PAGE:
Prime Minister Jean Chretien may think that “we don’t have big debates on the rights of abortion” in Canada, but some 3,500 people from across the country converged on Ottawa May 13 and 14 to send a message to him and other federal parliamentarians that the struggle to protect human life at all stages goes on.

The Toronto Sun reported May 15 how Chretien boasted to a Montreal fundraising dinner that “we decided a long time ago in Canada (abortion) is the choice of women.” However, if the record-sized crowd and number of MPs present at the 2003 March for Life are any indication, our embattled and controversial prime minister doesn’t have a clue what he is talking about.

This year’s events got under way with a press conference by the Parliamentary Pro-Life Caucus, which focused on abortion’s harmful physical and psychological effects on women. Angelina Steenstra and “Angela” (who didn’t give her last name) addressed the conference as women who underwent abortions and suffered because of them.

Opening day also saw the staging of a youth conference (see page 20 for details). The day closed with a pro-life mass at St. Theresa’s Roman Catholic church, before congregants and others proceeded to the Canadian Tribute to Human Rights monument for a candlelight vigil.

At the monument, speakers and musicians offered up speeches, prayers and songs for the pro-life cause as participants heard the current pro-life struggle compared to the effort to win equal rights for black people in decades and centuries past.

The second day began spiritually, with an ecumenical prayer service at St. George’s Anglican Church and another pro-life mass, this time at the larger St. Patrick’s Basilica. The mass attracted a standing-only room congregation, and was led by Bishop Paul-André Durocher of Alexandria-Cornwall, along with 14 other concelebrating priests and clergy.

In his homily, Durocher spoke of the need to support single parents, as well as to back a pro-life ethic. He told the story of one young woman in a crisis pregnancy who came to him and ended up having her baby after he lent her his support and encouragement.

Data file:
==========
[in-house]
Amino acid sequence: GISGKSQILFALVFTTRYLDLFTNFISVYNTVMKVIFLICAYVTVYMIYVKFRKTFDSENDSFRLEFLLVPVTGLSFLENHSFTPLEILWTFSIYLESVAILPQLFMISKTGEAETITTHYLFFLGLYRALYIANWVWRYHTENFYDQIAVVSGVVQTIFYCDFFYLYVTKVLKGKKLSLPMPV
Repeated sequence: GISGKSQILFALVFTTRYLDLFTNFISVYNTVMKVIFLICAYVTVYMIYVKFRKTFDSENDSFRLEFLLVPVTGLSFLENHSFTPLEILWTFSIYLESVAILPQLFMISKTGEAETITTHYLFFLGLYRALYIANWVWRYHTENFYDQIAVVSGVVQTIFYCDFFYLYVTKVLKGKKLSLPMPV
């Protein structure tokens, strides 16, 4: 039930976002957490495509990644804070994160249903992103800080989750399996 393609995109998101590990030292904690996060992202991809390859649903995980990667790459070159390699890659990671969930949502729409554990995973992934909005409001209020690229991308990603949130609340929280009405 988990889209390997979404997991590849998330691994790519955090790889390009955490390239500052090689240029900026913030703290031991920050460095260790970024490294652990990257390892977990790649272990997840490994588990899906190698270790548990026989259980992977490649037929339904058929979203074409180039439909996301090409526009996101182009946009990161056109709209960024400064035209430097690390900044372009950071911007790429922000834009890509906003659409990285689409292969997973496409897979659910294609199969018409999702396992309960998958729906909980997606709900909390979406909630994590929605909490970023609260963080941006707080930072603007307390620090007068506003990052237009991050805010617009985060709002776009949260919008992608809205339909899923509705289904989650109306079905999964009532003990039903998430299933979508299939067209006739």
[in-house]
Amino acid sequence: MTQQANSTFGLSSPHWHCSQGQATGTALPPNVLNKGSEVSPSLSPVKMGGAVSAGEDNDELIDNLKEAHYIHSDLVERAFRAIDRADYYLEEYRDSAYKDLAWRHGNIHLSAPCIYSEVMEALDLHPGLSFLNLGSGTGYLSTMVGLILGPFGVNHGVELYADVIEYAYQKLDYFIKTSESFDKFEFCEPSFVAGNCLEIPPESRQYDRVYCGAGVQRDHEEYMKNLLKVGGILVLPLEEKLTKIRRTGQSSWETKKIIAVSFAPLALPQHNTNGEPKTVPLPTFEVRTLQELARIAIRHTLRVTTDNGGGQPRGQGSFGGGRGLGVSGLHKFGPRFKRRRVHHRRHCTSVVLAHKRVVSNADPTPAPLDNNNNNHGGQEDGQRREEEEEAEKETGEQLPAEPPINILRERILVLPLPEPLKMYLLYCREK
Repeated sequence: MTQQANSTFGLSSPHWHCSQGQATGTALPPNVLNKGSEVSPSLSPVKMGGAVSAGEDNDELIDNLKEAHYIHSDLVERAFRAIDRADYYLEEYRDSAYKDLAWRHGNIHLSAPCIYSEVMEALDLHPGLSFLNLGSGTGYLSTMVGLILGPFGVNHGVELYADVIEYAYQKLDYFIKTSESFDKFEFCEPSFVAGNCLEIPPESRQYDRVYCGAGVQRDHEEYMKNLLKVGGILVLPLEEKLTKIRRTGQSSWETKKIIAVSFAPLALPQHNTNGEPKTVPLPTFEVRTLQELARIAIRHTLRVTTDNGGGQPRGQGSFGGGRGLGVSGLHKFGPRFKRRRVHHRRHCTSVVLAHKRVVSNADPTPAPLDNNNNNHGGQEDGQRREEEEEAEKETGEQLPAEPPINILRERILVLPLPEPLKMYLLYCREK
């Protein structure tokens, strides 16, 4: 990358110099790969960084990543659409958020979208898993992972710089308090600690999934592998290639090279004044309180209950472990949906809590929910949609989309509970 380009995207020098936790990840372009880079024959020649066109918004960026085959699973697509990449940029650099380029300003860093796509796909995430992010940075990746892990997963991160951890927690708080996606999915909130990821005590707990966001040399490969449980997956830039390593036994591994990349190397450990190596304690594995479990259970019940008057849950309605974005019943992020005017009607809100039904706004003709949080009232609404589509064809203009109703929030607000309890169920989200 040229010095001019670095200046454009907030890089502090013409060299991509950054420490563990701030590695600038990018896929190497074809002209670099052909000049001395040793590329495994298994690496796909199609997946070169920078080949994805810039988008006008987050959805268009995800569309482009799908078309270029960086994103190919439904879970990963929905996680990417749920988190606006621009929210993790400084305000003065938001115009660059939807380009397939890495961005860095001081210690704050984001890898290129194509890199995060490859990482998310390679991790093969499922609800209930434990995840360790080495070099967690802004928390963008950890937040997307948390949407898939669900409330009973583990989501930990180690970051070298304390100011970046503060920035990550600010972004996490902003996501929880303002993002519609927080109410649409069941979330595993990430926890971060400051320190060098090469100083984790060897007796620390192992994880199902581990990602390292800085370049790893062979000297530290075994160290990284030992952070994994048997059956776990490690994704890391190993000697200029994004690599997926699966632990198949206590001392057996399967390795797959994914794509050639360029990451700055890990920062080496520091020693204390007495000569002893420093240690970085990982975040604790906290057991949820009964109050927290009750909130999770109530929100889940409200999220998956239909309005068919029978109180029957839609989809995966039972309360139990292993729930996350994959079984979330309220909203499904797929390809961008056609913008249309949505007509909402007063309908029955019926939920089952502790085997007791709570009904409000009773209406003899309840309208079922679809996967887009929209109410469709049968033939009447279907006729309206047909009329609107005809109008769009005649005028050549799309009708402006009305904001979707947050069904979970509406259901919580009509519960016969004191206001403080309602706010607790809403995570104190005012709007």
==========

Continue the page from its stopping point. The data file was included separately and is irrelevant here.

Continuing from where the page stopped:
“Let us reach out and hold their hands in compassion and love,” he urged, adding that we must all “hear God’s call.”

It was then time to move on to the main event – a gathering on Parliament Hill and march through the streets of downtown Ottawa. Some 22 MPs addressed the crowd on the Hill, more than half of which was made up of youth. Other speakers included Rev. Robert McRoberts, pastor of Calvary Baptist Church, Bishop Jean Louis Plouffe of Sault Ste. Marie, Ont., and Jean Migneault, deputy supreme knight of the 1.6-million-member Knights of Columbus Catholic men’s organization.

The march through the streets was marked by colorful banners and flags, and the constant chants of young people, who shouted slogans such as, “We are the pro-life,” and “We love life, yes we do, we love life, how about you?” A moment of silence was observed as marchers walked past Henry Morgentaler’s Ottawa abortuary.

The march energized and invigorated participants such as Richard Thomson, a Grade 9 student at St. Ignatius of Loyola Catholic Secondary School in Oakville, Ont., who came for the first time with about two dozen other young people. “It was great – the music and marching. I hope it had an impact,” he said. “I’ll be back next year.”

Stephanie Paquette, a Grade 9 student at Holy Trinity Catholic Secondary School in Oakville, Ont., attended the march last year as well, and said the event left her feeling uplifted. “It feels like we made a difference and we get to meet new friends,” she said, adding that she enjoyed dancing to the praise and worship music of David MacDonald on the main stage. She said she’ll also be back again next year.

This year’s March for Life closed with a banquet at the Congress Centre. In addition to keynote speaker Dr. Jack Willke, president of the International Right to Life Federation, eleven MPs attended and gave brief speeches. Hearty applause and standing ovations were given to Elsie Wayne, the Progressive Conservative member of Parliament for St. John, New Brunswick, who had come under fire shortly before for attacking the notion of homosexual “marriage.”

In his address, Willke gave a rundown of the situation vis-à-vis life throughout the world. He noted with satisfaction the gains made by pro-life forces in the U.S., especially since President George W. Bush came to power. But he expressed regret at the lack of pro-life progress in Canada and exhibited genuine puzzlement over Canada’s UN delegation, which he said consistently proposes and supports some of the most radical anti-life and anti-family agendas in the world.

Echoing the long-held views of such pro-life stalwarts as Dr. James Dobson and Canada’s Campaign Life Coalition, Willke closed by asserting that people of conscience must never, ever vote for pro-abortion politicians.

Bill Mullally, a member of the March for Life steering committee and an official with Campaign Life Coalition in Toronto, was enthusiastic after the event was over.

“We have turned a corner and are seeing the fruits of the five previous marches,” he said, adding that this year saw about 1,200 more young people take part. “There was joy and energy, and it was wonderful to see so many MPs. All of it was quite remarkable. People went home with a renewed vigor and enthusiasm. It was a blessed and grace-filled event.”

The only negative for Mullally was the dismal media coverage. The Ottawa Citizen newspaper, for example, ran no coverage of the march but did feature an article on a sick squirrel.